The stinking rotting corpse of an unknown, “horned sea monster” found on the Luis Siret Beach in Villaricas, Spain the other day allowed imaginations to run rampant for a bit as people the world over speculated on its mysterious origins. However, after careful examination, marine scientists have confirmed that they are not so mysterious after all.
While there was some speculation that it might be the remains of a rarely seen oarfish (aka king of herrings), the “longest bony fish” known to man at a maximum length of 56 feet, ichthyologist Dean Grubbs of Florida State University has identified it as the carcass of a thresher shark (known for its long tail) instead. According to Grubbs, the so-called horns are nothing more than “scapulacoracoids, which support the pectoral fins.”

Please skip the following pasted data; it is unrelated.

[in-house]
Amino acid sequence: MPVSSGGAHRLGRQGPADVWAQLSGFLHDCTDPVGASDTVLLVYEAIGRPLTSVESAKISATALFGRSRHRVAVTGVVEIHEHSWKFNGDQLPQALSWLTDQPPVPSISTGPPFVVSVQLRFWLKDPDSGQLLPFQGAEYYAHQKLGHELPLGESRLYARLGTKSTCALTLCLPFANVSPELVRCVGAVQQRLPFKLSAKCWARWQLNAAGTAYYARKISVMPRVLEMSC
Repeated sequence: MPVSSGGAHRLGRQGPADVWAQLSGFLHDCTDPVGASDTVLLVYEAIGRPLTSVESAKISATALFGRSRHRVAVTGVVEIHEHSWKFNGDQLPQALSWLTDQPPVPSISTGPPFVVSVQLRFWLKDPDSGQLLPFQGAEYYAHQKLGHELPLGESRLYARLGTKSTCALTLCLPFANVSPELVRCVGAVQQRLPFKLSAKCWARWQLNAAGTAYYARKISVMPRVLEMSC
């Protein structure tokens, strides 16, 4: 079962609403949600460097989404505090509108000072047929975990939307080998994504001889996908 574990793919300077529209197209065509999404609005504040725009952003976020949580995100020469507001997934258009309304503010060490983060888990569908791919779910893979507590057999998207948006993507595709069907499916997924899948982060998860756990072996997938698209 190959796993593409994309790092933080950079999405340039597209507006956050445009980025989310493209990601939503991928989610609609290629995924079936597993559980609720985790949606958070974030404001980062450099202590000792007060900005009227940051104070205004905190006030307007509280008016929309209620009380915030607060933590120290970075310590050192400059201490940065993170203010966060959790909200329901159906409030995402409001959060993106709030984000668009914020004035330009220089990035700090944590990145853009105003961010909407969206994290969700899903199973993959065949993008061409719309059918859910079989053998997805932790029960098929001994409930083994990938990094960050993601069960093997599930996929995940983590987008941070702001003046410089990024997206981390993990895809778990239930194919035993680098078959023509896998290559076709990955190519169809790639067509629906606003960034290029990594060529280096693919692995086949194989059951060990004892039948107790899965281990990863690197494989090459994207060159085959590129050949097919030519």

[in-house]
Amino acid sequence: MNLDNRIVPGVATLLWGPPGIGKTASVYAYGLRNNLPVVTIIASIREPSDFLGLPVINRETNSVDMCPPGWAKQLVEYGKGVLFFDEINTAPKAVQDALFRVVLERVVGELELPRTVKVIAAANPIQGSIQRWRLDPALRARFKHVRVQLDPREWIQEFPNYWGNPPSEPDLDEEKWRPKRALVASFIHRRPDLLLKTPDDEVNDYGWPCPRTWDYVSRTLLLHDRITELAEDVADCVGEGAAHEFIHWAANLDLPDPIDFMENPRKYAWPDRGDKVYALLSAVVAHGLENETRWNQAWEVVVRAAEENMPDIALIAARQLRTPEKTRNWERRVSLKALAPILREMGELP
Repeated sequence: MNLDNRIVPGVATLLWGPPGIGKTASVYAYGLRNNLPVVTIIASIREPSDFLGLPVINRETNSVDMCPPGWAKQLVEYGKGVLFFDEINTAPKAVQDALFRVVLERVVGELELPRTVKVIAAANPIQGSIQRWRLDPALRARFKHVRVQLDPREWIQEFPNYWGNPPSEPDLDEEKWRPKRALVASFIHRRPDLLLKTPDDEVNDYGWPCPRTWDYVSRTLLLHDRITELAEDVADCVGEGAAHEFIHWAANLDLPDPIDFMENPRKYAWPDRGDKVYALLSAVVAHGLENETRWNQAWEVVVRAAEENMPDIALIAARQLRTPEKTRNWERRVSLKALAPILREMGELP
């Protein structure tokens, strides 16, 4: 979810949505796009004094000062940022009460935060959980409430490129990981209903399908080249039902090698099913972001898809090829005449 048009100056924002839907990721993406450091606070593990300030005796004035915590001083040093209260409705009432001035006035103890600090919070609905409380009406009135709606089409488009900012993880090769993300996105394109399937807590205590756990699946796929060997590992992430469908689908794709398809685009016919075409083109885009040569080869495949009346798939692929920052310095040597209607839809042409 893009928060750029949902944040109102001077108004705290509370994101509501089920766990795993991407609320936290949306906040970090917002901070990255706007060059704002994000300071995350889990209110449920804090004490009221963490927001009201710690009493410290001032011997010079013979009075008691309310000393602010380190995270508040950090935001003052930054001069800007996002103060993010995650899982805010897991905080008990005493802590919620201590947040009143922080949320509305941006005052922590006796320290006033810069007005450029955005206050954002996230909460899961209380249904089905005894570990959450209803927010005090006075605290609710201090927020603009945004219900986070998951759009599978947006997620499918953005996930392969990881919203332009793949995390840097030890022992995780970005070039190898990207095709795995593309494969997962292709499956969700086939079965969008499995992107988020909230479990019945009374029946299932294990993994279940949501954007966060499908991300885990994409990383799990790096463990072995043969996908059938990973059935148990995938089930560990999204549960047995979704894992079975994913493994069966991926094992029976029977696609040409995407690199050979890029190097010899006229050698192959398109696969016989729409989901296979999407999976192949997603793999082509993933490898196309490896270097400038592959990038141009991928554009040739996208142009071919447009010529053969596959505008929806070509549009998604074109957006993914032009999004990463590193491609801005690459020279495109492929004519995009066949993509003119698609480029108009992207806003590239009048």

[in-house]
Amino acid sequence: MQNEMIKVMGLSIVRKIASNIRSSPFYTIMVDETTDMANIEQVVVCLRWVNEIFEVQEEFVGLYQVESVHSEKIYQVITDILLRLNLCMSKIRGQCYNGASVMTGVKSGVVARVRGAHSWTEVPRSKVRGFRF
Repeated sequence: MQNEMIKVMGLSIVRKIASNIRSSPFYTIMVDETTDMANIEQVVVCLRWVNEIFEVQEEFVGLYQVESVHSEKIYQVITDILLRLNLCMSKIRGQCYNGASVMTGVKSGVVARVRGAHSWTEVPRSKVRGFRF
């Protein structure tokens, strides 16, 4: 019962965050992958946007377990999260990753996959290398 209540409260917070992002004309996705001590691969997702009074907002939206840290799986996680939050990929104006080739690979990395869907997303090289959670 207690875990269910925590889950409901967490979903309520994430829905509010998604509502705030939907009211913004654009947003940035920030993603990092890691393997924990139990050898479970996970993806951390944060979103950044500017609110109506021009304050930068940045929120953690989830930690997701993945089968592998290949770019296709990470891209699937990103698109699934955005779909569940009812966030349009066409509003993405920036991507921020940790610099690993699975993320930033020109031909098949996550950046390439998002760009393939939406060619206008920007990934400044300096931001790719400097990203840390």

Although thresher sharks generally prefer open waters no deeper than 1600 feet, they have been spotted along coastal waters along the continental shelves of North America and Asia of the North Pacific.